Singapore — With the ongoing worries about the spread of COVID-19, there are questions about the outbreak that still do not have clear answers. Here are a few of them:
When will more masks be available?
After retailers ran out of face masks, the Government released four masks per household. Although these may not be enough for larger families or daily usage, it has stressed that the masks are for use by those who feel unwell and need to make a trip to the doctor. Further need for more masks would then be evaluated on a case-by-case basis, according to Trade and Industry Minister Chan Chun Sing. The Government also stated that the global shortage of these masks had led it to work with retailers to find other sources and suppliers and to bring forward shipments of masks and other in-demand goods.
When will thermometers be available?
Along with masks and hand sanitizers, thermometers have been flying off the shelves as well. Oral thermometers on NTUC FairPrice and Watsons online stores are also sold out. They were, however, available at Guardian’s online store on Friday (Feb 14).
How long should one wear a mask?
The official advice is that a surgical mask should only be worn when one feels unwell or has a cough or runny nose. This is to prevent others from getting infected. Many Singaporeans have, however, been wearing masks as a precautionary measure. The authorities have also spoken out against the hoarding of masks because this deprives others who may need them. The World Health Organization (WHO) states that a mask reaches its max efficiency when used in combination with frequent hand cleaning. The mask should be for single use. It should be changed eight hours into usage or when damp or soiled.
How can COVID-19 be transmitted?
The WHO states that in other similar viruses like Mers and Sars, human-to-human transmission occurs via droplets, contact and fomites, leading it to believe the same for COVID-19. Although it is said that when the air is humid and warm these droplets from infected parties fall to the ground quicker, lowering the risk of transmission, the claim that this virus can spread through the air has not been proven. An infectious disease specialist, Dr Leong Hoe Nam, has stated that the spread occurs through respiratory droplets that appear through saliva or when we cough or sneeze and that it is not in the air. He advocates practising good hygiene and washing hands after touching common objects like money.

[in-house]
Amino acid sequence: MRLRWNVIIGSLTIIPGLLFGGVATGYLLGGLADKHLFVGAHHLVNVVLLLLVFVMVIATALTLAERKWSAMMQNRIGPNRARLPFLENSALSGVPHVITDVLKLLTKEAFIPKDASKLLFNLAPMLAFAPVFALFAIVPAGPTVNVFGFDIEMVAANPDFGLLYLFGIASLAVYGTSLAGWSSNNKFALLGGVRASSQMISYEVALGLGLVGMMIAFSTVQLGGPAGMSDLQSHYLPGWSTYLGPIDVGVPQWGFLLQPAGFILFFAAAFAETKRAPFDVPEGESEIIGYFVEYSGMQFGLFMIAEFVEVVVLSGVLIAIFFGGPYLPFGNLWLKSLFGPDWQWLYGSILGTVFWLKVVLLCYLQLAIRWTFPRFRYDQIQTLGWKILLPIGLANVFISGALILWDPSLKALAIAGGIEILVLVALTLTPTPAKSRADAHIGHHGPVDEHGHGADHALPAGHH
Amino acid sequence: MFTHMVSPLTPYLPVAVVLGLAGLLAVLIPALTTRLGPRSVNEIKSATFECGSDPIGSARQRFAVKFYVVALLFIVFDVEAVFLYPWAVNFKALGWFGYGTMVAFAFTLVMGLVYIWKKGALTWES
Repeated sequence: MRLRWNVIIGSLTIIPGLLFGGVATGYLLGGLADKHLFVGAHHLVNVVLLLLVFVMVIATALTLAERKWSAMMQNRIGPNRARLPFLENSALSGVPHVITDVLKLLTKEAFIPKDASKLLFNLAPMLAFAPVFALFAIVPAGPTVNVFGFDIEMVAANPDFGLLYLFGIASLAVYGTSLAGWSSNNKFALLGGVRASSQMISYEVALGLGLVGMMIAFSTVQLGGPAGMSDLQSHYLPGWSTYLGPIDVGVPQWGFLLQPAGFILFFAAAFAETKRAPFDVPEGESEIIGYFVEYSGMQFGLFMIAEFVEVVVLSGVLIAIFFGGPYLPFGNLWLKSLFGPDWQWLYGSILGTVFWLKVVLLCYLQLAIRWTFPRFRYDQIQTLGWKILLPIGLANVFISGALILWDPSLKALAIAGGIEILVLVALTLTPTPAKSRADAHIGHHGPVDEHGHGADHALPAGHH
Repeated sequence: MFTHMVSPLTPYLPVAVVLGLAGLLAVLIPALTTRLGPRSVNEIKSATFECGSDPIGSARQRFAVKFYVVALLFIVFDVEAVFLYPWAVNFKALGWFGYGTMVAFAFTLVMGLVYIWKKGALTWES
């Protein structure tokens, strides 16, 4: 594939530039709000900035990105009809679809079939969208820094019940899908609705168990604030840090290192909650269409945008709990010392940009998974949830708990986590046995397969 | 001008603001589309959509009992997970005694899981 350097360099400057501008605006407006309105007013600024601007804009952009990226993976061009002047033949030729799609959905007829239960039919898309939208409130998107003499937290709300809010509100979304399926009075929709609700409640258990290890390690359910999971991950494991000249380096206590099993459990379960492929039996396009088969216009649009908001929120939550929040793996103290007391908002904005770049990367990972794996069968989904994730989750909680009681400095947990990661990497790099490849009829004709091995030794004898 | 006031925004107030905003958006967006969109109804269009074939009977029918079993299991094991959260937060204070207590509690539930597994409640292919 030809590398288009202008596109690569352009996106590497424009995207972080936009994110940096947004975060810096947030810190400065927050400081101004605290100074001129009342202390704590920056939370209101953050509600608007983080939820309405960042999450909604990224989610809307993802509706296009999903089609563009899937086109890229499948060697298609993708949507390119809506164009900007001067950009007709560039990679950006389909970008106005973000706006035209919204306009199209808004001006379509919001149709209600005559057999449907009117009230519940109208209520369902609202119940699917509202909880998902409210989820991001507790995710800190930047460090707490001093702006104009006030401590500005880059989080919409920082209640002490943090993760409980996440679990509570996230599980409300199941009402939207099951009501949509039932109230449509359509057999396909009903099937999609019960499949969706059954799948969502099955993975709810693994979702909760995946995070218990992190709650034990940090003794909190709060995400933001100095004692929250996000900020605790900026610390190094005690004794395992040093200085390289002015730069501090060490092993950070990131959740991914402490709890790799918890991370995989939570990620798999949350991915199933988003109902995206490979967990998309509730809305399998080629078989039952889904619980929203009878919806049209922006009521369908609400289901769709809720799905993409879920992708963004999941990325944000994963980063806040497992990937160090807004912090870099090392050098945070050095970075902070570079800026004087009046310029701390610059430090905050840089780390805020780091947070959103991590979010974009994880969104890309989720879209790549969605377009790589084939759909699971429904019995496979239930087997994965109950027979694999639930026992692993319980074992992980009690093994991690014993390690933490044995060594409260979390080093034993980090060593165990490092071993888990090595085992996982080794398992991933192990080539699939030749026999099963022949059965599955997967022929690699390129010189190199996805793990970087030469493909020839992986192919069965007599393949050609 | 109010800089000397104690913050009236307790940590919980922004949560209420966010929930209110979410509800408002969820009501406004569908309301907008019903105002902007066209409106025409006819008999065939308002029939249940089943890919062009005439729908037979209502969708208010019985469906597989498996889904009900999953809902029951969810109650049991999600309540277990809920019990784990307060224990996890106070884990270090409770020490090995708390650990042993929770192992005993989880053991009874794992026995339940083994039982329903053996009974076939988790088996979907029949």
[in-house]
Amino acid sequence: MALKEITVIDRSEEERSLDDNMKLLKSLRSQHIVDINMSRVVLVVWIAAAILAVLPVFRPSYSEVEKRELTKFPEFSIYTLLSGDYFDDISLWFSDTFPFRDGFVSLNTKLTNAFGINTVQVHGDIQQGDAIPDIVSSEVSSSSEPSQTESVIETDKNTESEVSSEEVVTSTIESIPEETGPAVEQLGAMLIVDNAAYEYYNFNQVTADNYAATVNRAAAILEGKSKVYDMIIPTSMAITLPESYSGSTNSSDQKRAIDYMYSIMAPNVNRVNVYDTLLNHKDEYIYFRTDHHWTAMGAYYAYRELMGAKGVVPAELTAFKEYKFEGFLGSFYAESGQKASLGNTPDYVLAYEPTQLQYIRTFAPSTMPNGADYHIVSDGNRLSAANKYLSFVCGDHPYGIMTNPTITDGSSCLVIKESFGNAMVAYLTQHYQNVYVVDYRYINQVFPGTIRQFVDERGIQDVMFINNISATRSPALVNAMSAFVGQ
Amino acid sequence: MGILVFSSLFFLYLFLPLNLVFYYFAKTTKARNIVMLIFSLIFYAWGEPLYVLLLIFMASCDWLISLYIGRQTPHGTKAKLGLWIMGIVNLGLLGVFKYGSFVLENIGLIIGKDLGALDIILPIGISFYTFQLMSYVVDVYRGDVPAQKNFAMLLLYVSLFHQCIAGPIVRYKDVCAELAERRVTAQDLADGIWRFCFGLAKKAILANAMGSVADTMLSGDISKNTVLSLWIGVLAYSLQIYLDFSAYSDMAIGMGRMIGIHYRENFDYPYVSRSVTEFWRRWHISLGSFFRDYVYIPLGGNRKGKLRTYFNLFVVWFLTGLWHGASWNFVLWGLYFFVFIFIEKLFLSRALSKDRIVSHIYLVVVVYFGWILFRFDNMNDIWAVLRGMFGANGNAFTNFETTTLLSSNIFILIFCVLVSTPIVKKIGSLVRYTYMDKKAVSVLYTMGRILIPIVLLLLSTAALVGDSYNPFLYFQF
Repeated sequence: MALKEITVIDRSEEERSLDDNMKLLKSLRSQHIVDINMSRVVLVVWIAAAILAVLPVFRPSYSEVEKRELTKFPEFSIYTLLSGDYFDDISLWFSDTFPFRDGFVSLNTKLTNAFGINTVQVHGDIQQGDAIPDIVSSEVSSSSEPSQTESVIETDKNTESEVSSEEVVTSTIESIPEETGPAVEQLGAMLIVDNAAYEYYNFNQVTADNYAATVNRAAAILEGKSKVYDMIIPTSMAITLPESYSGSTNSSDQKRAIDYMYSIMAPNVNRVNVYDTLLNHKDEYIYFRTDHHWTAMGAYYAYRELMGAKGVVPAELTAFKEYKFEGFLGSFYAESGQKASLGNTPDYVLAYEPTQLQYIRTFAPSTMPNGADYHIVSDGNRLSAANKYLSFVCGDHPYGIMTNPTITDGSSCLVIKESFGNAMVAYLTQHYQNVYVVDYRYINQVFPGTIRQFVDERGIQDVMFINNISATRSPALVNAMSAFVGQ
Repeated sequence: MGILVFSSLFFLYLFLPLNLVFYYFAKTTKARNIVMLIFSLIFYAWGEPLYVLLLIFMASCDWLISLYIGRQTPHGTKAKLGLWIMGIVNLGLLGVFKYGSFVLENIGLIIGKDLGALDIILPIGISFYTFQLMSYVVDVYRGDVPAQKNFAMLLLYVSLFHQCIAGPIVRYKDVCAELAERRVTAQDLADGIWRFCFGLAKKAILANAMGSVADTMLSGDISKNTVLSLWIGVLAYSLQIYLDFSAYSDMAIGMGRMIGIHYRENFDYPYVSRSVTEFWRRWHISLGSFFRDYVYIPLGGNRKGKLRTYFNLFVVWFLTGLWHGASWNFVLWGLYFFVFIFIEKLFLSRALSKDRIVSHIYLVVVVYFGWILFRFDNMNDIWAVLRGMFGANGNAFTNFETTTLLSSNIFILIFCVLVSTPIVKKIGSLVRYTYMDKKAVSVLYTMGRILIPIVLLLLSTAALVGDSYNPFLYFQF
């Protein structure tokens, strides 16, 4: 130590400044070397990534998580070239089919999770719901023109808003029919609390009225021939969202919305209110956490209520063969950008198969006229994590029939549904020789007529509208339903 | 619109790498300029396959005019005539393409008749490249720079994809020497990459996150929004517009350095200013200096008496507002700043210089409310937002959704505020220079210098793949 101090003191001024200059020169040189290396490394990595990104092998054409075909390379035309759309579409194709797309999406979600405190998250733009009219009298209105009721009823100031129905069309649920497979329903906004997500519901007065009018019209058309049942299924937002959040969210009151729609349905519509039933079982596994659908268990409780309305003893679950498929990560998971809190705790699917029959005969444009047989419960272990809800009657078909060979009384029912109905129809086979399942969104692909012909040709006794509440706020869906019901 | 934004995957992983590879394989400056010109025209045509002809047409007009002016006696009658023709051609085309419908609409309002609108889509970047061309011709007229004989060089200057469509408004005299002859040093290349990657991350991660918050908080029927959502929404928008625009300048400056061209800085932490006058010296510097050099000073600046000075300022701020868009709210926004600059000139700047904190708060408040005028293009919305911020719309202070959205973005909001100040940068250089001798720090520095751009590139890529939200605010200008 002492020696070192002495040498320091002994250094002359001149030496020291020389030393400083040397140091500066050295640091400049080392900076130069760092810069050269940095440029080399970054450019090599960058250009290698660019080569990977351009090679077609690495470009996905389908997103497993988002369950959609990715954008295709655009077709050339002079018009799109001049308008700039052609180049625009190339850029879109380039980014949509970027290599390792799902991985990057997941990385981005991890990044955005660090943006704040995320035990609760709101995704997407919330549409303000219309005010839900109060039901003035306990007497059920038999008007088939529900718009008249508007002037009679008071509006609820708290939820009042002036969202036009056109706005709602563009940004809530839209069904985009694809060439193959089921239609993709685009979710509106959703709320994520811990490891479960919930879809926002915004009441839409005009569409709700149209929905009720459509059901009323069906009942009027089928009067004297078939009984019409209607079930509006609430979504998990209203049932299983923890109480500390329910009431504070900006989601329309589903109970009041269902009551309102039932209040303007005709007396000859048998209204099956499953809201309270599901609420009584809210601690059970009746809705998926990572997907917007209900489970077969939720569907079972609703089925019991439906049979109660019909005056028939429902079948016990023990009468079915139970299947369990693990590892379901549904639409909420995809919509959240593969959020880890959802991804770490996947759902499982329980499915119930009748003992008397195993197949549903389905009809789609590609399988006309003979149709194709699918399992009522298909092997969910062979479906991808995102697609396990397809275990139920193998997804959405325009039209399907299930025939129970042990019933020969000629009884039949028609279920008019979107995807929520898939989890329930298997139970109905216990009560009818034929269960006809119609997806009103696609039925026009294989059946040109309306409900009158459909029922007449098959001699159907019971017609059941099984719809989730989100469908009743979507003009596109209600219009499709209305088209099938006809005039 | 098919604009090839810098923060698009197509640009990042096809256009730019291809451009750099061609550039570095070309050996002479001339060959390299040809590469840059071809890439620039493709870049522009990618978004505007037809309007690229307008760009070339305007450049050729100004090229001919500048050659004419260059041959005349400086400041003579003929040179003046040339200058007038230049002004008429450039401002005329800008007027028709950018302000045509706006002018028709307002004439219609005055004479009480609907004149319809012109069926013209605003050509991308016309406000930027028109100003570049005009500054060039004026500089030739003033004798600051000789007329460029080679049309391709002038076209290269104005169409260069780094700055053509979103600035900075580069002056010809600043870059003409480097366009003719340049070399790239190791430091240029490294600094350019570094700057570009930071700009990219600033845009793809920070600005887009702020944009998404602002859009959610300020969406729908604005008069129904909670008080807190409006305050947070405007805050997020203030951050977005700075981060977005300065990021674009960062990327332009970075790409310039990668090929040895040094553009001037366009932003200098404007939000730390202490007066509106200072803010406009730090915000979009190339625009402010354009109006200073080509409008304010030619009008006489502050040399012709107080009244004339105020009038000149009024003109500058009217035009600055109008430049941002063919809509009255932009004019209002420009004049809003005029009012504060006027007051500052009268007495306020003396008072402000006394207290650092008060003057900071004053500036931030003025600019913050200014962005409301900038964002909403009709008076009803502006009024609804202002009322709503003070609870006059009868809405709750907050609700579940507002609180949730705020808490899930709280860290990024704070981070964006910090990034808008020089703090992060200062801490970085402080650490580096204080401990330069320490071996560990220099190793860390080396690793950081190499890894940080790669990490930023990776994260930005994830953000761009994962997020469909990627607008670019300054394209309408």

What is the latest on the incubation period?
The WHO has also opted not to change the incubation period after some Chinese scientists stated that the incubation period for some stretches across 24 days. The WHO linked the longer incubation period to an outlier observation and double exposures. It has chosen to stick with the 14-day incubation period guideline.
China has also widened the net for the virus. On Thursday (Feb 13), it announced that it had moved to include results from Computerised Tomography (CT) scans that clinically diagnose these infections. This has led to a massive 14,840 increase in cases. In WHO’s Feb 13 Situation Report, it has only included the laboratory confirmed cases.
Should any kind of food be avoided?
The WHO advises that the consumption of raw or undercooked animal products is to be avoided. Care should also be afforded when handling raw food to avoid cross-contamination. One concern people have had is whether they can eat at hotpot restaurants. There are doctors who state that it is not the food but the close contact among the diners, while others state that the heat from the hotpot could enable the virus to travel further and be inhaled. /TISG
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